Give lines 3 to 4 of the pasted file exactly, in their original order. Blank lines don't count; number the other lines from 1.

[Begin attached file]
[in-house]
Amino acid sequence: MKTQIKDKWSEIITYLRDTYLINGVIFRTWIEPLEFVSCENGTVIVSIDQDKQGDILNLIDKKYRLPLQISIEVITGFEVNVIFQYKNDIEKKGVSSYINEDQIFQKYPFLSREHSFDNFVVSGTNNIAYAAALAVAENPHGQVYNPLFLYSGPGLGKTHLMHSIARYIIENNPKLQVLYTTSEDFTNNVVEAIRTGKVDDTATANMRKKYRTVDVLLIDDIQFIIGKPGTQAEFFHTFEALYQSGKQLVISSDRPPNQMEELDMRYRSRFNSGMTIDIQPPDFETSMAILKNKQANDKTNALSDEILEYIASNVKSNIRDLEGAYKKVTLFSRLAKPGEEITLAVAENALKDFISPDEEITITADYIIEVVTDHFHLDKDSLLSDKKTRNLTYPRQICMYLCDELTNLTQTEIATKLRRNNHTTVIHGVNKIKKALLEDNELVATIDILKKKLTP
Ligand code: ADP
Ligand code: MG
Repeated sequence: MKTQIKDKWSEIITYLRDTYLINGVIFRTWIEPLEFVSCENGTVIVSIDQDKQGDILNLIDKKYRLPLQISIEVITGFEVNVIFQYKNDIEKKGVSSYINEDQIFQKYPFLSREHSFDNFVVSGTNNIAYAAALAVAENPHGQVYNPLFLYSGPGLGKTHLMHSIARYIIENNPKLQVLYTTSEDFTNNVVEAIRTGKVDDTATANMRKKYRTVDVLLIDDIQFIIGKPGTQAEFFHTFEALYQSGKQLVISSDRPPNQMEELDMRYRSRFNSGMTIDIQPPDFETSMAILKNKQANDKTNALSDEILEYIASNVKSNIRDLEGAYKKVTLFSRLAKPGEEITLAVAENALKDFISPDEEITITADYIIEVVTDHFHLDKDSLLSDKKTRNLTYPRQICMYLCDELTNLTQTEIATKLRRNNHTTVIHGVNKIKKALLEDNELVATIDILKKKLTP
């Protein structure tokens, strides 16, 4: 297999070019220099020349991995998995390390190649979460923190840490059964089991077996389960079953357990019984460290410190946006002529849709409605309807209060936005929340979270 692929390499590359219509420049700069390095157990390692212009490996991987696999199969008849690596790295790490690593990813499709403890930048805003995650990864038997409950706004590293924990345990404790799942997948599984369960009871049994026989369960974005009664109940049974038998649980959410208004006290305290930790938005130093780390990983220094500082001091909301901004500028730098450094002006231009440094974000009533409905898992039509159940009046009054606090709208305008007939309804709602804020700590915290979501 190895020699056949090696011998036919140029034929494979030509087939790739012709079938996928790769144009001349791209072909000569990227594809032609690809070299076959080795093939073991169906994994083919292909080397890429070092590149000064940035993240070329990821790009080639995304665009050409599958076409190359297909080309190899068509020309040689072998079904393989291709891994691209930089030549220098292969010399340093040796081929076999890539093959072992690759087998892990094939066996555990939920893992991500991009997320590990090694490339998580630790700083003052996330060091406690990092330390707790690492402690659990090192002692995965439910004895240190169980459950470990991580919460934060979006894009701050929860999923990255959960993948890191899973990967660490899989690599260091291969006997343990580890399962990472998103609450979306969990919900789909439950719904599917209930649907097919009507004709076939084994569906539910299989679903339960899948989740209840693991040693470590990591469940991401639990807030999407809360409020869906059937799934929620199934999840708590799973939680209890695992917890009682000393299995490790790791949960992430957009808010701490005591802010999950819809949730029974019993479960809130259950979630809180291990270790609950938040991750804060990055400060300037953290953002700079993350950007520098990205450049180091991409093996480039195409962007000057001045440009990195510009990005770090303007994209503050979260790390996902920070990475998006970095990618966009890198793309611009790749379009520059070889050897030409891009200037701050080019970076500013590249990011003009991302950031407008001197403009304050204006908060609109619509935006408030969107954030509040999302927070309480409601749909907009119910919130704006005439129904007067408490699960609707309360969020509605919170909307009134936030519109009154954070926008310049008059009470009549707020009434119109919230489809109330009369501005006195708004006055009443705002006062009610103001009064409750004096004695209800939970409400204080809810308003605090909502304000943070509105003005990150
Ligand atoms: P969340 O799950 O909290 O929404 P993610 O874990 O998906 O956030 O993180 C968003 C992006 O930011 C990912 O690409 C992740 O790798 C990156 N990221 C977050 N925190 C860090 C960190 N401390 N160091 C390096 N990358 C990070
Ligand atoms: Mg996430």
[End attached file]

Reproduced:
Ligand code: ADP
Ligand code: MG